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  • Elite Citizen Women and the Origins of the Hetaira in Classical Athens
  • Rebecca Futo Kennedy (bio)


If you open the Liddell–Scott–Jones dictionary to look up the word hetaira, you find the definition “courtesan.” The recognizable English word provides a reassuring sense of comprehension, a sense that is un fortunately false. Greek does not always translate easily into English and often readers are compelled to examine cultural, political, or socio-historical contexts for a word before making a decision on how to translate it. Some words, therefore, have extensive entries in our dictionaries. Words that denote women’s social statuses, however, typically do not. Rather, LSJ, assuming that the social statuses of women are transparent and obvious, hides the complexities that surround the words applied to these women or how they are represented generally in image and text. When scholars see an image of a woman or read the name of a woman in a forum for public audiences, like comedy or oratory, they immediately make a series of assumptions about the woman’s identity, including her social position, occupation, and legal status. In images, a woman is immediately deemed a prostitute, if nude, or if dressed but playing a flute, or if handed a change purse.1 If pictured at a symposium, she is a hetaira. The term has a basic meaning of ‘companion’ (on analogy with hetairos)2 and is almost always, except in limited cases, translated as “courtesan.”3 Courtesan is itself a vague and culturally contingent word, especially in the nineteenth century when our lexicon was produced. According to LSJ, it is to be neither a common prostitute nor a married woman but something in between. How scholars have dealt with this ambiguity has varied, but interpretation has fallen strongly on the side of “closer to prostitute than to wife” and many scholars consider hetaira a synonym for prostitute, especially since they believe that only prostitutes attended symposia.4 The ancient sources, however, tell a different story from the narrative driven by these lexical assumptions. The term hetaira was used in archaic and classical Athens to designate both a status and a set of behaviors. For example, there is evidence that the status of hetaira designated a woman who could not, for a variety of reasons, contract a [End Page 61] formal marriage. This use of hetaira to designate marriageability occurs only in the fourth century.5 In the late sixth century, in Athens and in some Ionian Greek poleis, I will argue that the word hetaira designates not a status but a person associated with a set of behaviors typical of the sympotic culture of the Greek elite. When scholars collapse these historically distinct uses of the term hetaira, they imagine a social world based on a strict wife-whore dichotomy. The mechanical application of this dichotomy has created basic misunderstandings of the position of some women, particularly noncitizen women, in classical Athens.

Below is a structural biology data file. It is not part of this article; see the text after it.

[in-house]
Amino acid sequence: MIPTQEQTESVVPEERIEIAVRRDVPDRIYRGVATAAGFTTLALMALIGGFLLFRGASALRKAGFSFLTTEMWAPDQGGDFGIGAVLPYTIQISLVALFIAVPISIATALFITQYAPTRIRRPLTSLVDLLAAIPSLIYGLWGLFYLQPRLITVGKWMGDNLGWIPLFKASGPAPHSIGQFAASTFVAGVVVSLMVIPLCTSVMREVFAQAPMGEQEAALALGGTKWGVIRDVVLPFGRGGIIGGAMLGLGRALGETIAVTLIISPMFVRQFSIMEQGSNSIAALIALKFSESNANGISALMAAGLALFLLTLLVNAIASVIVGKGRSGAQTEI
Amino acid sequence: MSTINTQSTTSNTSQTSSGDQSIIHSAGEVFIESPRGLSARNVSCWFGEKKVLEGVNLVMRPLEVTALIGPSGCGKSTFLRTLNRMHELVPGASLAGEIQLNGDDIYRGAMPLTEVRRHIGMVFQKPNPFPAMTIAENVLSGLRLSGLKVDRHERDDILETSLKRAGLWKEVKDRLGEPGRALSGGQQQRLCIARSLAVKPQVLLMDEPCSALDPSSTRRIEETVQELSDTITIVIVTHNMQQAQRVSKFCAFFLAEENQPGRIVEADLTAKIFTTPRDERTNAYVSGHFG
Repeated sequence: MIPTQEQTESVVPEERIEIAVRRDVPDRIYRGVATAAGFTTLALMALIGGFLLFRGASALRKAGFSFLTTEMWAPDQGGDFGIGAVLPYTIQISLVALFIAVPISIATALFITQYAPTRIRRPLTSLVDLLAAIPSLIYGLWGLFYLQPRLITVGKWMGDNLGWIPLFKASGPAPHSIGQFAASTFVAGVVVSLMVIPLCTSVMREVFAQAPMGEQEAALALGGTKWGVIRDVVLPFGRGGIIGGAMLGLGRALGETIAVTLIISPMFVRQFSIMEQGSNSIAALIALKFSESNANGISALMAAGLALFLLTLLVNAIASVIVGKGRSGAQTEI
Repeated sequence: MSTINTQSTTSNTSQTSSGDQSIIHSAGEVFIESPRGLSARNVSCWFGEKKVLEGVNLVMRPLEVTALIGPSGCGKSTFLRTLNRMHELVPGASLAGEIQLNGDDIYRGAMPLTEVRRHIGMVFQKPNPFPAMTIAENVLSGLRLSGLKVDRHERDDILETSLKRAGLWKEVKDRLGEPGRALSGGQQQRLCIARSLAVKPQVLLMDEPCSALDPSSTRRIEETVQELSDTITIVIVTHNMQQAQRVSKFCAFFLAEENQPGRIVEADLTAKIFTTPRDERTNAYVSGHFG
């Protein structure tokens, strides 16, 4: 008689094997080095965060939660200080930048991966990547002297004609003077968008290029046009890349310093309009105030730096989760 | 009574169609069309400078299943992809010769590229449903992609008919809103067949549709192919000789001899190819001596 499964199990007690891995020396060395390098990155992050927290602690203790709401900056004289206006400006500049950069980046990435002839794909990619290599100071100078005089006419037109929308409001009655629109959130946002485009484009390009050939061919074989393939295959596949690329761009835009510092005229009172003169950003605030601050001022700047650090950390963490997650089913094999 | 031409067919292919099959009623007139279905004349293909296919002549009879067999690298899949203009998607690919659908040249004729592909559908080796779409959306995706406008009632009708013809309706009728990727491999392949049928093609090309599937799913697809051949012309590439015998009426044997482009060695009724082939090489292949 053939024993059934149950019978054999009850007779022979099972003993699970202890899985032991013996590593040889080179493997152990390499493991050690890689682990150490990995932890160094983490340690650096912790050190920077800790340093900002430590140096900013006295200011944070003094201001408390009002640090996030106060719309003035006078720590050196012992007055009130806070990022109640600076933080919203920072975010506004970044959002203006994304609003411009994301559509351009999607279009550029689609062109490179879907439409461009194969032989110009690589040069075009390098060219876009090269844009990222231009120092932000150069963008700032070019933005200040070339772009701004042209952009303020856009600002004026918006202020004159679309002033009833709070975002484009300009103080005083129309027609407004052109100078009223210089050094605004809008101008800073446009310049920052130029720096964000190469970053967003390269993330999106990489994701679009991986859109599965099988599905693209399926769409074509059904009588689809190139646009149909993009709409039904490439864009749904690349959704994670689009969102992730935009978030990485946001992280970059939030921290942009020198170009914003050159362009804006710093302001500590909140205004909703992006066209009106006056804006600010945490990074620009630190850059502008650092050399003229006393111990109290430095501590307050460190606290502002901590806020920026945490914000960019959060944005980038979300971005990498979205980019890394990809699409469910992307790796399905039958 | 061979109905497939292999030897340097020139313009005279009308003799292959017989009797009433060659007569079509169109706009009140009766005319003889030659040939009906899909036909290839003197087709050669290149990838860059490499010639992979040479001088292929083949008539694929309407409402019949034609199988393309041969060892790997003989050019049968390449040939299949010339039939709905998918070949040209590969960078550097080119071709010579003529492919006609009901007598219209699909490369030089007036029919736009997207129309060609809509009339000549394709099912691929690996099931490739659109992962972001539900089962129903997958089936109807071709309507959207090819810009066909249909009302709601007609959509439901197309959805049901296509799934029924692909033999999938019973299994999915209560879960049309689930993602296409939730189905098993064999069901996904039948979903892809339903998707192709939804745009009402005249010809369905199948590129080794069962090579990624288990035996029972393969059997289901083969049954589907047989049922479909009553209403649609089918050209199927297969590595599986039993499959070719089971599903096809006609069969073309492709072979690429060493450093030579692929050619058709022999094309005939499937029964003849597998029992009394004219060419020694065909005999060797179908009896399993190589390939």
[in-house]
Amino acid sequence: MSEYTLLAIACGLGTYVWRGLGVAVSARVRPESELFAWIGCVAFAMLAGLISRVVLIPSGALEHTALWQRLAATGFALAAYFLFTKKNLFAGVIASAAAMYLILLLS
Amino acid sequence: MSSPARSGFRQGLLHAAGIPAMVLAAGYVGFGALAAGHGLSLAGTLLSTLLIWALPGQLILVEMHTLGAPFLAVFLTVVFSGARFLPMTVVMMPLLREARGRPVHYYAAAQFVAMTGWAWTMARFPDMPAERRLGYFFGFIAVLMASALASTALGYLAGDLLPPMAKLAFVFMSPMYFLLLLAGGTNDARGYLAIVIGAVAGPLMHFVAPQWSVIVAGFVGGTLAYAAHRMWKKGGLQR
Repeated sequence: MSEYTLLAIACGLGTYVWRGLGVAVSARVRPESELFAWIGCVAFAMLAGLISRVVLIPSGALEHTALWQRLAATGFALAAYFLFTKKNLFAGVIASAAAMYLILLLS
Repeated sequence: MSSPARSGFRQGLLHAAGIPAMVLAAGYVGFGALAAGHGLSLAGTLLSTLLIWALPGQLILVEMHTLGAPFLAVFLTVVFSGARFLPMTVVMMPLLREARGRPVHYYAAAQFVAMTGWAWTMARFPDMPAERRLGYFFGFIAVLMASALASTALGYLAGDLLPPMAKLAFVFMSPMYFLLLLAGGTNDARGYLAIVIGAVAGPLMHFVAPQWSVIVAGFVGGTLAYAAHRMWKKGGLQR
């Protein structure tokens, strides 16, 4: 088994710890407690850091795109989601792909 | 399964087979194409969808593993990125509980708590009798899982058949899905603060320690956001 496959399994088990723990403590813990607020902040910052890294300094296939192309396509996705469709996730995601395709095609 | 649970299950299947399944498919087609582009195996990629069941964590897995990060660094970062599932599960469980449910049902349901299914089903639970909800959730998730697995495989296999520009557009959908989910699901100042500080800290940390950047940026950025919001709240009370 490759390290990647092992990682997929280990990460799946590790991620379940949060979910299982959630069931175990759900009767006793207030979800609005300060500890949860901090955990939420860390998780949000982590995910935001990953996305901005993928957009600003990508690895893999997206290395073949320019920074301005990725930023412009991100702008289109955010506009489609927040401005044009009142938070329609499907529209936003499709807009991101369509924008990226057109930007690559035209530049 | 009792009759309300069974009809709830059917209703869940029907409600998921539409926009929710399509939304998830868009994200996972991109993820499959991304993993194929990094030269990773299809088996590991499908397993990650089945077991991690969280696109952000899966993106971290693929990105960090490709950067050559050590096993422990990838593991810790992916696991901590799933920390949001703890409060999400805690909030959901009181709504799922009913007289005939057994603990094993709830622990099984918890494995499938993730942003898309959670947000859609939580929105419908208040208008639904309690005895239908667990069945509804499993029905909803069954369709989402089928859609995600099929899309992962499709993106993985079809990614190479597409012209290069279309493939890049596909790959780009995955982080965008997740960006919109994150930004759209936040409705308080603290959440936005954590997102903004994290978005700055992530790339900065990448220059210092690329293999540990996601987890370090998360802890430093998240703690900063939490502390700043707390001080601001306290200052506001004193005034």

The wife-whore dichotomy underlies many approaches to women in Athens and intersects with scholars’ use of the language of respectability. They typically label a woman as disreputable if she is named in the courts, on the comic stage, or appears on a sympotic imaged. It is a short step to labeling her a prostitute, which then is assumed to exclude her from the category of wife and citizen.6 Scholars identify this strong wife-whore dichotomy in a variety of ancient sources and claim that it is an unbreachable ideological barrier for the ancient Athenians. As Madeleine Henry writes, “Erotic pleasure and legitimate marriage are classified into categories of thought . . . which are firmly separated from one another.”7 This dichotomy exists in some of the language of Athenian orators and comedy. But not every woman in Athens was either a citizen wife or a foreign prostitute in reality (or even, I would argue, ideologically). Recent scholarship has questioned this dichotomy.8 Unfortunately, these discussions have frequently started from the assumption that noncitizen women were mostly sexual laborers. Because a ‘respectable woman’ was separated or secluded from civic life (except in religious contexts), these noncitizen women, who might appear in public, were ‘disreputable,’ that is, sexualized.9 This sequence of...


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